Free Consultation
No Fee Unless You Recover $
Call Now Text Us
Warnken, LLC Attorneys at Law, Attorneys & Lawyers, Pikesville, MD

Wrongful Death Lawsuits Against Amazon

As a record-setting tornado outbreak raced through the south and Midwest in December 2021, workers at an Amazon delivery warehouse in Edwardsville, Illinois, were busy processing shipments. The stretch between Thanksgiving and Christmas is the company’s peak season and the surge in product demand can mean increased staff performance quotas.

By bedtime on December 10th, the warehouse was barely standing. Part of it collapsed under the force of a category three tornado that tore off the roof and decimated the interior walls. Six workers were killed. As their friends, family, and surviving colleagues processed the tragedy, questions were raised: Why weren’t warehouse workers sent home early? Why were they there that day at all?

Wrongful Death Lawsuit Filed

A wrongful death lawsuit against Amazon and others was filed last week. The lawsuit alleges that Amazon knew or should have known that the facility was vulnerable to the severe weather event and should have taken measures to keep inhabitants of the fulfillment center safe.  The lawsuit alleges that the fulfillment center was dealing with peak holiday shopping season and the facility was still working moments before the tornado struck.  The lawsuit joins a host of other lawsuits against Amazon.

Importantly, in addition to Amazon, other construction related defendants were sued.  The allegations were that there was no basement to the facility and there was no spot to shelter in place.

Severe Weather Lawsuits

The lawsuit against Amazon says that the company:

  • “Failed to monitor the developing inclement weather”
  • “Failed to operate, maintain, and manage a warehouse in an area prone to tornados [(1)] that was equipped with a basement shelter or actual shelter; [and (2)] that was built to withstand tornado size gusts”
  • Failed to have a proper emergency action plan meeting OHSA requirements
  • Failed to evacuate all those present at the fulfillment center
  • Quite a few other allegations of careless and negligent actions/behavior

As global warming contributes to and causes a lot of severe weather, we’re likely to see more extreme weather events and more lawsuits against companies for being negligent in their response to, and preparation for, that weather.  Can Amazon be held liable for bad weather?  The complaint makes a credible case.

Not Employed by Amazon

Most of the time, if a worker gets injured or dies on the job, workers’ compensation is an exclusive remedy.  That means the injured worker (or their family in a wrongful death case) cannot sue the company.  They have to bring a workers’ comp claim.

The allegation here is that Amazon did not employ the poor worker; a third-party delivery company employed him.  This means Amazon could potentially be liable for their negligence, assuming the negligence can be proven.  However, the complaint actually alleges that Amazon had control over the worker, as an employer would.  I don’t know the laws in Illinois, but in Maryland, there would be a defense that Amazon was part of a dual employment scenario.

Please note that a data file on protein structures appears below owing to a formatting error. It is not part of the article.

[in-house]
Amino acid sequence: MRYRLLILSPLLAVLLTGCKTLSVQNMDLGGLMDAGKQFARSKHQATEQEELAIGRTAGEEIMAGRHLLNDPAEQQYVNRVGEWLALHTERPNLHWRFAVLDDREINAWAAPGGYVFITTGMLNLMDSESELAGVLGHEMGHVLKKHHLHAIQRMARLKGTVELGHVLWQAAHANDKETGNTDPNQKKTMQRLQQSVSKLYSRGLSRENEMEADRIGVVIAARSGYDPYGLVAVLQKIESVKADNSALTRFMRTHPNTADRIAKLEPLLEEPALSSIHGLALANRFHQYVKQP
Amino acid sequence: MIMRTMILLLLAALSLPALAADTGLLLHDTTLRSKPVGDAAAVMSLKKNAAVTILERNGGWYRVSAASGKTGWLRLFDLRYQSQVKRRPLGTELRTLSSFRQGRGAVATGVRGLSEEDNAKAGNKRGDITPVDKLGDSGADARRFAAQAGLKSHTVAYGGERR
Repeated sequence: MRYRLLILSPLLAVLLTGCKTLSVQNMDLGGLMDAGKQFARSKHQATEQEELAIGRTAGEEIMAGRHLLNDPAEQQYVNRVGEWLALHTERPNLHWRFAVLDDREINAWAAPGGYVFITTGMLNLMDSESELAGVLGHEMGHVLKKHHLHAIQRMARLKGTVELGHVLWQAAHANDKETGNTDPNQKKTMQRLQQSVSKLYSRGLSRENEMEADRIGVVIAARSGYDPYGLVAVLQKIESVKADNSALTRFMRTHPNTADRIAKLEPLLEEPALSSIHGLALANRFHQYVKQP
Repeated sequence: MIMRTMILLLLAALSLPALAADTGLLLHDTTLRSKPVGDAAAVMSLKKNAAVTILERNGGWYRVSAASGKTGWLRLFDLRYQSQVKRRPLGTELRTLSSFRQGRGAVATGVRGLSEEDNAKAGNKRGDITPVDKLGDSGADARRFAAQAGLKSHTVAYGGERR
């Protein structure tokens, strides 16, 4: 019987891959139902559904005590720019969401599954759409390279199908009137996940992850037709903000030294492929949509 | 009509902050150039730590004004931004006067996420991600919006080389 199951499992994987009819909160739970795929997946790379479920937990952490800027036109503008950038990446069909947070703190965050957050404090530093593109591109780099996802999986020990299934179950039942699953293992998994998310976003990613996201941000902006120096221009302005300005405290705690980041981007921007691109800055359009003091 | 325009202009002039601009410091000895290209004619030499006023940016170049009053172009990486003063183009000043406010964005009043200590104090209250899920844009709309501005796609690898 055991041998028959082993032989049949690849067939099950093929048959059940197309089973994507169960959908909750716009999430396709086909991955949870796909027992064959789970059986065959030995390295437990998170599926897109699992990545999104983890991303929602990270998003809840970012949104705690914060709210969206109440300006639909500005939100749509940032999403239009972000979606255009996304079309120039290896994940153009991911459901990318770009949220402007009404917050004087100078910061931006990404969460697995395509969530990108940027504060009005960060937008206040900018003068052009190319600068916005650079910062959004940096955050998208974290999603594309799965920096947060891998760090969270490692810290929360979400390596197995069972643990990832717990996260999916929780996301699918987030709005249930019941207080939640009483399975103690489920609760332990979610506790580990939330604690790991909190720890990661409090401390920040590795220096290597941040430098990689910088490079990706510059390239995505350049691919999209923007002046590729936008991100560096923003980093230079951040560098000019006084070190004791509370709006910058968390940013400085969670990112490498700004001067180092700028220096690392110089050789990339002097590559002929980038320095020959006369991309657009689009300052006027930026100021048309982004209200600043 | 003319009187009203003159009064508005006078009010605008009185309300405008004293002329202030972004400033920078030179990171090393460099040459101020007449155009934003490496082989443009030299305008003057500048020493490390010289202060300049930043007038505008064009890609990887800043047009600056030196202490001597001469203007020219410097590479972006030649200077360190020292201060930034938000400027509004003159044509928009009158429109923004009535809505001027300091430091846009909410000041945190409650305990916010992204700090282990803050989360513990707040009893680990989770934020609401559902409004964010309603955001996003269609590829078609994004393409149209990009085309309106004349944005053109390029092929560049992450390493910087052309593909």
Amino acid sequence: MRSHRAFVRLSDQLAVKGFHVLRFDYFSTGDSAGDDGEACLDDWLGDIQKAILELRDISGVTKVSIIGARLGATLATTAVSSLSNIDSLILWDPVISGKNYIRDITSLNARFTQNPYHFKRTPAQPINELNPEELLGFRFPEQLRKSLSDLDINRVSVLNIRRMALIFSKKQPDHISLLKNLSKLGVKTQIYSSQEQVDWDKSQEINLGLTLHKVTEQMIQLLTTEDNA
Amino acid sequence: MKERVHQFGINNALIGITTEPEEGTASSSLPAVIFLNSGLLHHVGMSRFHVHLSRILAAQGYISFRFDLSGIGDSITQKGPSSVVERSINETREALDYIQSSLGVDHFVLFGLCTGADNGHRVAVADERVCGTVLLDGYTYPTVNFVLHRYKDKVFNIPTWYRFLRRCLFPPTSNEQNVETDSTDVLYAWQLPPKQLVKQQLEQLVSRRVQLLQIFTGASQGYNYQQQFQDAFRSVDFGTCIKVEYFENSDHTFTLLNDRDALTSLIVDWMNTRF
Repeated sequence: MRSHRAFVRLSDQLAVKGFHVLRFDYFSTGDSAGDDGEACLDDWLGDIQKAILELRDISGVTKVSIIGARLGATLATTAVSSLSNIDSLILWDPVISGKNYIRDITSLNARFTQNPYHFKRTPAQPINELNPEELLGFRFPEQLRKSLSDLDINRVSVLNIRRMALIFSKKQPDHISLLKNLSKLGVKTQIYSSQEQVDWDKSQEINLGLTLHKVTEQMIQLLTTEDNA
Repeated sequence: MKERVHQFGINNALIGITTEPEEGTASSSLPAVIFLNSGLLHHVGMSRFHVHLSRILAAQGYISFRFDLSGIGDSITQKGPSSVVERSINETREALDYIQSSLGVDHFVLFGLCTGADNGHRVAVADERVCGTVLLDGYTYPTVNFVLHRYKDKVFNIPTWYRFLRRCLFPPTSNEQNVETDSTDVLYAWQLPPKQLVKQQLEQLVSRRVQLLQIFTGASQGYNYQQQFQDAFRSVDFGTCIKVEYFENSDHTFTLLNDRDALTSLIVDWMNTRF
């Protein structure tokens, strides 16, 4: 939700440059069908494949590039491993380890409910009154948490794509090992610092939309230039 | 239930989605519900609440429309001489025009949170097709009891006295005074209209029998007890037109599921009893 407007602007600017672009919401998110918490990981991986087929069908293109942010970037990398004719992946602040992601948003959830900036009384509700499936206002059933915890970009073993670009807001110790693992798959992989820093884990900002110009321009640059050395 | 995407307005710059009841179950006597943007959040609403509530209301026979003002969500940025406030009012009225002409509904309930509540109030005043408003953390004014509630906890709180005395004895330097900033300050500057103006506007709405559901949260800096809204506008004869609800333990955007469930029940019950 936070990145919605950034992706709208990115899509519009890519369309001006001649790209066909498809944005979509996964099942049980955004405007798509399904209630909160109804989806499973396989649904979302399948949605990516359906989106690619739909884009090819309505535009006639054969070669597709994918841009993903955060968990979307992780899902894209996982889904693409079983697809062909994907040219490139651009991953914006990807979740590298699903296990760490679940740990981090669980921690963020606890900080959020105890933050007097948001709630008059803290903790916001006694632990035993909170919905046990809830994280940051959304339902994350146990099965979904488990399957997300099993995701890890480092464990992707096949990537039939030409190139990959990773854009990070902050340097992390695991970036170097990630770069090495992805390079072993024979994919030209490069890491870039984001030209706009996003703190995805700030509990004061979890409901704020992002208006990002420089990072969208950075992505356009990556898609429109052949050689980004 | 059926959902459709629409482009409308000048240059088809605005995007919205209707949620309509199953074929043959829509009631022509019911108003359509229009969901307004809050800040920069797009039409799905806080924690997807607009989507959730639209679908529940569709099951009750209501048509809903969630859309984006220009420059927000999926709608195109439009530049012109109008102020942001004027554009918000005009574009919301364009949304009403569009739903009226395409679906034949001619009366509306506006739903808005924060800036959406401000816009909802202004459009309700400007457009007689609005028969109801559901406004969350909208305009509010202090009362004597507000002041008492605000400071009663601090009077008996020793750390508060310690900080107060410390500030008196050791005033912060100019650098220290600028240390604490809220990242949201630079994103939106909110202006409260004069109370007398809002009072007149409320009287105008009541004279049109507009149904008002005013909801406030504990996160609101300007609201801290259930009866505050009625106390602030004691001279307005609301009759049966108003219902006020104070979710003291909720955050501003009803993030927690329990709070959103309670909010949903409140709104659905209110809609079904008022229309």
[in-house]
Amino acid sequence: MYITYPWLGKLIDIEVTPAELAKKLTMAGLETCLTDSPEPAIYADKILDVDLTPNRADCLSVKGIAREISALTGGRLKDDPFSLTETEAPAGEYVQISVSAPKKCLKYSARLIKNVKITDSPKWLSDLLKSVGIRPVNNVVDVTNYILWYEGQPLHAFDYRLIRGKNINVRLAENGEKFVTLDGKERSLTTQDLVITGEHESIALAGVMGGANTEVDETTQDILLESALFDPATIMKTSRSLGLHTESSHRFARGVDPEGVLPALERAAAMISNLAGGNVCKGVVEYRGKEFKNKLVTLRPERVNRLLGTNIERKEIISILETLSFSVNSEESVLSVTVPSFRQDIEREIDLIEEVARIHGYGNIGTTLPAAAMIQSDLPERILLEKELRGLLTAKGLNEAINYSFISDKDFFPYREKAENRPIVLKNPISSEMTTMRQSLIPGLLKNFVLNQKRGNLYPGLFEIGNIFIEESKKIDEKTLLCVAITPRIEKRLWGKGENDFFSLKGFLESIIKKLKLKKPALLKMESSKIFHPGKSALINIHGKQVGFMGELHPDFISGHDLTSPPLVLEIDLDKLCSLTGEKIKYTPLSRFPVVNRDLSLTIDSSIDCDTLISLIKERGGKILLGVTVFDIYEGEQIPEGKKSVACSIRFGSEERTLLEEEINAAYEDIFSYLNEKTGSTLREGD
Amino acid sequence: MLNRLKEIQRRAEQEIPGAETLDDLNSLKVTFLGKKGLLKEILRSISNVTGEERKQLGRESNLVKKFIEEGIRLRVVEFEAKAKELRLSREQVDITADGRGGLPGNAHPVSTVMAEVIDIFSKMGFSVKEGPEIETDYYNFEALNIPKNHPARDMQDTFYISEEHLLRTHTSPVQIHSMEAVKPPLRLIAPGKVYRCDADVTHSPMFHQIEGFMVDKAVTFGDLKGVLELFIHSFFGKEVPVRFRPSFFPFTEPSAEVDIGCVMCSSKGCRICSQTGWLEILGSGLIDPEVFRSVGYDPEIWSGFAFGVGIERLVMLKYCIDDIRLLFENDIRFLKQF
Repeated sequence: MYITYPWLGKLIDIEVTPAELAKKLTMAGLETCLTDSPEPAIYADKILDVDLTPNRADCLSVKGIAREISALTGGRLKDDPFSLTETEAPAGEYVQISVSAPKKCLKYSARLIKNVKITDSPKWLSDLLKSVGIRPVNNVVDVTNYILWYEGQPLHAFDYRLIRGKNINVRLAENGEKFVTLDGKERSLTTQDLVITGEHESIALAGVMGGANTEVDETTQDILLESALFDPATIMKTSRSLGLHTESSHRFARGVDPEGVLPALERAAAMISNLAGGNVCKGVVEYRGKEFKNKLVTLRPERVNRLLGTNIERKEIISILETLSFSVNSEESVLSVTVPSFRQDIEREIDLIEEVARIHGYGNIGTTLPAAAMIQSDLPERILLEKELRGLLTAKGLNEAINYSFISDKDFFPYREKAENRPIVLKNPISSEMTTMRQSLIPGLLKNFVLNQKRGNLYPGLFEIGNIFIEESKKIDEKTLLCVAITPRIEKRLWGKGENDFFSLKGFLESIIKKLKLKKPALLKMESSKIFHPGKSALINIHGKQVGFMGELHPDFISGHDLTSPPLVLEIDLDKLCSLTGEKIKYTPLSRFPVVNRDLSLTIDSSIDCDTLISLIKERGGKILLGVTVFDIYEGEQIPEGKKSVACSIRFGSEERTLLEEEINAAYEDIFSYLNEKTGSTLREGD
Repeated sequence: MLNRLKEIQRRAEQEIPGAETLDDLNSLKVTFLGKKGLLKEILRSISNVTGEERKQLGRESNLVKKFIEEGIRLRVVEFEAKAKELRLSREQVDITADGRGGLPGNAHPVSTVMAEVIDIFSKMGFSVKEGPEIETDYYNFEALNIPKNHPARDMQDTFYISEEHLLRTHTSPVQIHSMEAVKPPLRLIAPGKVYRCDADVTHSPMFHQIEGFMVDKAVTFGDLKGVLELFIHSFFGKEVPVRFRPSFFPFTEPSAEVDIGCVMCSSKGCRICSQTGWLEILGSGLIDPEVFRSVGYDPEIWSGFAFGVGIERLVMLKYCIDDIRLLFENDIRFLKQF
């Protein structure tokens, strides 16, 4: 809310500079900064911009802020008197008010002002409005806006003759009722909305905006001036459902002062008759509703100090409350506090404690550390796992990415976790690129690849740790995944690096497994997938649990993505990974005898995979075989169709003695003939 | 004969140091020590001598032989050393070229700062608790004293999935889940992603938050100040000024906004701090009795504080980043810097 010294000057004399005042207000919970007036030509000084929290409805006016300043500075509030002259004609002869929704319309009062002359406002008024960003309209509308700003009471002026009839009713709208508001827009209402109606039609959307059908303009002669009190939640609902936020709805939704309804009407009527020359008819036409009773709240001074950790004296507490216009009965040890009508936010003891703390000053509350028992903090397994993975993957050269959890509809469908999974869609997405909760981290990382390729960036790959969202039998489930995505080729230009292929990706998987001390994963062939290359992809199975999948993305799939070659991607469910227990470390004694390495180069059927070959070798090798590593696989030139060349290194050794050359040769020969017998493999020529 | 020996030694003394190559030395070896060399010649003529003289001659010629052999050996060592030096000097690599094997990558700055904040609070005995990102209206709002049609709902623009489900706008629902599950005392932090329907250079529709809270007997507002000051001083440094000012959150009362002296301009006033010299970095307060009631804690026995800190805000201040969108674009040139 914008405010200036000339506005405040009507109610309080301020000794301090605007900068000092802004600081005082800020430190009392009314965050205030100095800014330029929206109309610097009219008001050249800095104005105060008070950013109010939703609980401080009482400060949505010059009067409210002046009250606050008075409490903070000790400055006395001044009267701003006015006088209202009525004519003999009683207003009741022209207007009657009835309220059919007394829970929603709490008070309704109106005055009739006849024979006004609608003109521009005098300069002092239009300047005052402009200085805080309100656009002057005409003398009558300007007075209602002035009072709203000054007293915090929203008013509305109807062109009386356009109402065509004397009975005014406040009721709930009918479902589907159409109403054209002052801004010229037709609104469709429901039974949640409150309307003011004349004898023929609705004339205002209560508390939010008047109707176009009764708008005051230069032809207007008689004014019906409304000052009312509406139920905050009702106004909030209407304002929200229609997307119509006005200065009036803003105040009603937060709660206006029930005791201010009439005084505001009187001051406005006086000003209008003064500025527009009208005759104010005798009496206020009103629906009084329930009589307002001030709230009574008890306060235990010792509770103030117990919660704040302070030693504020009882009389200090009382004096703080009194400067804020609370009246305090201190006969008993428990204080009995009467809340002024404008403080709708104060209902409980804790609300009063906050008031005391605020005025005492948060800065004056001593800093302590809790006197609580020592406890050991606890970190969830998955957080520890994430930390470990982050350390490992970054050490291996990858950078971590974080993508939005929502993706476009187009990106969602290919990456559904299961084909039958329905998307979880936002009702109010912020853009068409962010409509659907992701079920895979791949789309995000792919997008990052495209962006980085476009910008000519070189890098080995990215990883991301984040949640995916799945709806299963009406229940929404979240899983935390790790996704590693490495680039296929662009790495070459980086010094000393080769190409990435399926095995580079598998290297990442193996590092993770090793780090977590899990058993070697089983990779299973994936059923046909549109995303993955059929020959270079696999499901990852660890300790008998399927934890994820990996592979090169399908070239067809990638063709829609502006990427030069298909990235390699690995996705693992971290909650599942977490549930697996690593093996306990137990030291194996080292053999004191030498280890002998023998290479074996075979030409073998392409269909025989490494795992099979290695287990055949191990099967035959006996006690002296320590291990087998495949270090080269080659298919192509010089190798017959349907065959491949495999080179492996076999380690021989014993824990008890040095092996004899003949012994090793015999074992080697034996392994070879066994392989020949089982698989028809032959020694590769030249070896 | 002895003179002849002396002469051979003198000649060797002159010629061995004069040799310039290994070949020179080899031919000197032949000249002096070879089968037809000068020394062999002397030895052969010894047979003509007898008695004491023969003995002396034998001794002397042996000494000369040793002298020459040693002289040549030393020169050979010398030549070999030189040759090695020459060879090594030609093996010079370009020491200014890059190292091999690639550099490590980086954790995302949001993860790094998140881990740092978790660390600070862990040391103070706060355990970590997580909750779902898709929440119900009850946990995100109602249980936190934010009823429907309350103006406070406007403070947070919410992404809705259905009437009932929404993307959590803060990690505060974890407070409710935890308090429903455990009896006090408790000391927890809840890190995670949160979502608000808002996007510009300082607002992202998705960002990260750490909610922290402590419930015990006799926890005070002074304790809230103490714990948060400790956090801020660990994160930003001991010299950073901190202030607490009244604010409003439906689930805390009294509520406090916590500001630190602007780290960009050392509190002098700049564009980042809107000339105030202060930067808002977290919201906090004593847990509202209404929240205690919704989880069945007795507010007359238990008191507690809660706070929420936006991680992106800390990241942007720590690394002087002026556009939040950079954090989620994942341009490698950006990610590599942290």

Even if Amazon has defenses related to workers’ compensation, my guess is that they’d simply rather eventually pay this wrongful death claim.  Why?  The amount of money Amazon likely saves by having their network of third-party contractors and delivery companies likely far outweighs what they need to pay in claims such as this.

Some Employees Reportedly Wanted to Leave – But Were Not Allowed To

Not in the complaint, but in previous news reports, were some troubling allegations.  The allegations, as of yet unproven, of Amazon’s conduct on the day of the warehouse collapse began to emerge even before the rubble was cleared. The girlfriend of a worker who died publicly shared text messages apparently sent by him stating that “Amazon won’t let us leave until after the storm blows over.” She maintains that had he left the warehouse facility when he sent her the texts, he would have had adequate time to make it home and survive the tornado. It’s possible, that if true, it was Amazon trying to look out for the workers. However, with insufficient shelter, this concept could have actually made it far less safe, even if the intentions were good.

This disturbing report aligns with claims from Amazon workers in neighboring warehouses who say they were pressured to work during previous tornado events. They also assert that Amazon did not provide them with emergency response training or tornado drills to prepare them for an extreme weather event – even though they work in a geographic region where tornados are a consistent hazard.

Amazon – at Least Initially – Didn’t Accept Any Responsibility

Representatives for Amazon at least initially refuted any claims that the company didn’t adequately protect its workers during the tornado outbreak. Its senior vice president stated in a press conference that “there was a tremendous effort that happened that night to keep everybody safe,” and an additional spokesperson maintains that “emergency response training is provided to new employees and that training is reinforced throughout the year.”